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used in The Mill on the Floss

6 uses
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to express disapproval of one's actions to them
  • "Fie, for shame!" said aunt Glegg, in her loudest, severest tone of reproof.
    1.7 -- Book 1 Chapter 7 -- Enter the Aunts and Uncles (68% in)
  • "Go, go!" said Mr. Tulliver, reprovingly; "you mustn't say so.
    2.1 -- Book 2 Chapter 1 -- Tom's "First Half" (62% in)
  • For example, she not only determined to work at plain sewing, that she might contribute something toward the fund in the tin box, but she went, in the first instance, in her zeal of self-mortification, to ask for it at a linen shop in St. Ogg's, instead of getting it in a more quiet and indirect way; and could see nothing but what was entirely wrong and unkind, nay, persecuting, in Tom's reproof of her for this unnecessary act.
    4.3 -- Book 4 Chapter 3 -- A Voice from the Past (87% in)
  • "Well," said Maggie, smiling, "if you meant that for a joke, it was a poor one; but I thought it was a very good reproof.
    5.4 -- Book 5 Chapter 4 -- Another Love-Scene (26% in)
  • In her deep humiliation under the retrospect of her own weakness,—in her anguish at the injury she had inflicted,—she almost desired to endure the severity of Tom's reproof, to submit in patient silence to that harsh, disapproving judgment against which she had so often rebelled; it seemed no more than just to her now,—who was weaker than she was?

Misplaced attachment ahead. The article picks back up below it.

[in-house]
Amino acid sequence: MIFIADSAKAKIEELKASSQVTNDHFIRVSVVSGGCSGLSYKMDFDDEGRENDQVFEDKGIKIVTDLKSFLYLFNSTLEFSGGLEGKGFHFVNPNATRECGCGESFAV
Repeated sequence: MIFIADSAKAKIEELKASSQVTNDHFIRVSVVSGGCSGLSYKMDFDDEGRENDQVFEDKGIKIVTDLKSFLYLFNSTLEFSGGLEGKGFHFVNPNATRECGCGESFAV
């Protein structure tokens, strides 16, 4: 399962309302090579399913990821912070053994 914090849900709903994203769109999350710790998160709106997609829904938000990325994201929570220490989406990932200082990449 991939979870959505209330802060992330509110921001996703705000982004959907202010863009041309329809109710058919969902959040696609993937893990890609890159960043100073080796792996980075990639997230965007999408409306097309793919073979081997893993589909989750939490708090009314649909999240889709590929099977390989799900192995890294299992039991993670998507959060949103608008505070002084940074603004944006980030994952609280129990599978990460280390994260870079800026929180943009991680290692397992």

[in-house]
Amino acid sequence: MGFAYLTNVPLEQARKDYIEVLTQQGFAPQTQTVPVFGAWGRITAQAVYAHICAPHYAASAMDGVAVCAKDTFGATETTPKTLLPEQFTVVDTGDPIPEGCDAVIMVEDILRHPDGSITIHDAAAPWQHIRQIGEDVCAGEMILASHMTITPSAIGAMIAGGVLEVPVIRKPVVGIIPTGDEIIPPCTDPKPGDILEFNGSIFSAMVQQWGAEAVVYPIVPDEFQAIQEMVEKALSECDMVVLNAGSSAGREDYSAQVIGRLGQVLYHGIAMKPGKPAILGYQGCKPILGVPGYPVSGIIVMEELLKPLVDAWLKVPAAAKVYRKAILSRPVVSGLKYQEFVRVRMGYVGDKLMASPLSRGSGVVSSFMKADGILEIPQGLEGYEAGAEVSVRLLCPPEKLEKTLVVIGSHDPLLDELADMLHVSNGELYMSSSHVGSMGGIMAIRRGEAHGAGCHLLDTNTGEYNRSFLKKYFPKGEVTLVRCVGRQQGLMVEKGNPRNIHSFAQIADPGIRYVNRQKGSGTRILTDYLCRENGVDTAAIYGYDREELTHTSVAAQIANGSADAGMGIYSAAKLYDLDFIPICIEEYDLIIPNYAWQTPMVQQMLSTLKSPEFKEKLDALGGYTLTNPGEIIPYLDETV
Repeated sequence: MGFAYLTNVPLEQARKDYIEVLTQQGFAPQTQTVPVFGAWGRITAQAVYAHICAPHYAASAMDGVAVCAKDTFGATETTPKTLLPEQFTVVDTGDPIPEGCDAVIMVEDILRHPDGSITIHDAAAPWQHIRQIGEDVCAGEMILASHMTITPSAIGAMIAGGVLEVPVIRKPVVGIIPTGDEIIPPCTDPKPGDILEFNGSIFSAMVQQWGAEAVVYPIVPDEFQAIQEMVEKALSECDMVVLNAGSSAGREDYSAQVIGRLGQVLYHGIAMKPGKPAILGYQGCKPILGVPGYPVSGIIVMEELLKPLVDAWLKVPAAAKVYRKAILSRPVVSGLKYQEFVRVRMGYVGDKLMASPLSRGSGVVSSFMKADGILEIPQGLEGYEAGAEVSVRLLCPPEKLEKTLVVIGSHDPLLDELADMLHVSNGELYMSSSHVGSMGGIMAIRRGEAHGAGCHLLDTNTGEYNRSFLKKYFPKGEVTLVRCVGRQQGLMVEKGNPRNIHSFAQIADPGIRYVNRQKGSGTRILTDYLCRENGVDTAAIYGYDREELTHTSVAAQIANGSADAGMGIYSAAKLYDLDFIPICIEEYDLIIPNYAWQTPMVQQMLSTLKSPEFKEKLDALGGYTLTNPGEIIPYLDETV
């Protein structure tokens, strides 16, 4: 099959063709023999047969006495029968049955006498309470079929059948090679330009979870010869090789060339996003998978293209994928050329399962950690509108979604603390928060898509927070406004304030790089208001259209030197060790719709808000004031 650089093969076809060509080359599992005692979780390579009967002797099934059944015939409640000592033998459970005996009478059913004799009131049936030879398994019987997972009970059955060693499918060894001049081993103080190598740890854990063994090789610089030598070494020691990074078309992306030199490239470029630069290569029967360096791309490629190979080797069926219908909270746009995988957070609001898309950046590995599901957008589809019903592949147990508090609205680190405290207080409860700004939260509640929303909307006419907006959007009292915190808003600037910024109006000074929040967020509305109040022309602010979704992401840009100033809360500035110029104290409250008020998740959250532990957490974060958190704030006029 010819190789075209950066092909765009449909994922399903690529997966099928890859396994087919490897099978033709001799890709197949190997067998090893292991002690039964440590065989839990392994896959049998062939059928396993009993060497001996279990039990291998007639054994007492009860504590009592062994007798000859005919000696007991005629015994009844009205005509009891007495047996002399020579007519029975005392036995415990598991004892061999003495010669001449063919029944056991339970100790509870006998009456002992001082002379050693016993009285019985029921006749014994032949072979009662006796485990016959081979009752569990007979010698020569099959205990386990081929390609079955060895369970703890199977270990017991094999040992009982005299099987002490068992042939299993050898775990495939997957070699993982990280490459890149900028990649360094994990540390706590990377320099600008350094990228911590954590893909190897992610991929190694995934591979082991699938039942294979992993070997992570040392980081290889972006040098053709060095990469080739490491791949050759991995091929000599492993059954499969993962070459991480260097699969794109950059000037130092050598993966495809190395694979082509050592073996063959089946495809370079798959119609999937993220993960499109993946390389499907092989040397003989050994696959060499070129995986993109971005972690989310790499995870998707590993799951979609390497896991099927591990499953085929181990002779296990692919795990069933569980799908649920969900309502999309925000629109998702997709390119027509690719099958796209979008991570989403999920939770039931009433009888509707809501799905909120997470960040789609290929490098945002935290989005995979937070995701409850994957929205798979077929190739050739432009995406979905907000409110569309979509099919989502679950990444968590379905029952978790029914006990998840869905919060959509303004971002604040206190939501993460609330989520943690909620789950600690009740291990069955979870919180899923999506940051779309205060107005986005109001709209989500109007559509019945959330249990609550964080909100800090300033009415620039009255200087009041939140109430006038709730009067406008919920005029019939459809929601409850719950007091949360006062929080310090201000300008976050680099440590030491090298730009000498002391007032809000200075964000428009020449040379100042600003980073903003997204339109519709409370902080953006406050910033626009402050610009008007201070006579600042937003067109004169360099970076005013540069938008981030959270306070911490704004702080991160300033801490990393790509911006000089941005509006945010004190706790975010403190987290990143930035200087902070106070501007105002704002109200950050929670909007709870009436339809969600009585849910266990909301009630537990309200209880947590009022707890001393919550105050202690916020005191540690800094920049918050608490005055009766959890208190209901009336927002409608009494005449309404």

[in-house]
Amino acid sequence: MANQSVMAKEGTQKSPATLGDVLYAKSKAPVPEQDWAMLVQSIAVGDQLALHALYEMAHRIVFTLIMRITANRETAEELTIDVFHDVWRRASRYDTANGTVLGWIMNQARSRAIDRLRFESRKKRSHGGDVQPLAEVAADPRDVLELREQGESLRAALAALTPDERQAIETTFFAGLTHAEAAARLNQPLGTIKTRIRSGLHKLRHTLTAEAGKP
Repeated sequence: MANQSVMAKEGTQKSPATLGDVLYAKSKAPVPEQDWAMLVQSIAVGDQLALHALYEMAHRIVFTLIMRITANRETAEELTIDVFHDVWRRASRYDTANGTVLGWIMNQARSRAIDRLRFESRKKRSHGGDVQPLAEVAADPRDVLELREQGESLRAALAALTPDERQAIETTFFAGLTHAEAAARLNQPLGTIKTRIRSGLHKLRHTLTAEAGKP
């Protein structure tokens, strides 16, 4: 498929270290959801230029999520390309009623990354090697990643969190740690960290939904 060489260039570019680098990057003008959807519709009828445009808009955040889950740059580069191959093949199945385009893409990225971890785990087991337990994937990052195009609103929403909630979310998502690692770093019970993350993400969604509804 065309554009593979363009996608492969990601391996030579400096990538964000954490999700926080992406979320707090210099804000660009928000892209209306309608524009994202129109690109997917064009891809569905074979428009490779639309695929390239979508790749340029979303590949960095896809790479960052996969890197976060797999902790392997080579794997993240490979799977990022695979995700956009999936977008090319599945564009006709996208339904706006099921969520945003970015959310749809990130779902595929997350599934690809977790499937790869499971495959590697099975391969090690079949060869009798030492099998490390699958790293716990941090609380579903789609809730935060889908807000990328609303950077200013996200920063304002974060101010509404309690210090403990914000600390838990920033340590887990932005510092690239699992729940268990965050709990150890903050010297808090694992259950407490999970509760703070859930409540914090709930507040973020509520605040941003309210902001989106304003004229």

7.1 -- Book 7 Chapter 1 -- The Return to the Mill (14% in)
  • When at last she learned from Tom that Maggie had come home, and gathered from him what was her explanation of her absence, she burst forth in severe reproof of Tom for admitting the worst of his sister until he was compelled.
    7.3 -- Book 7 Chapter 3 -- Showing That Old Acquaintances Are Capable…. (4% in)

There are no more uses of "reprove" in The Mill on the Floss.

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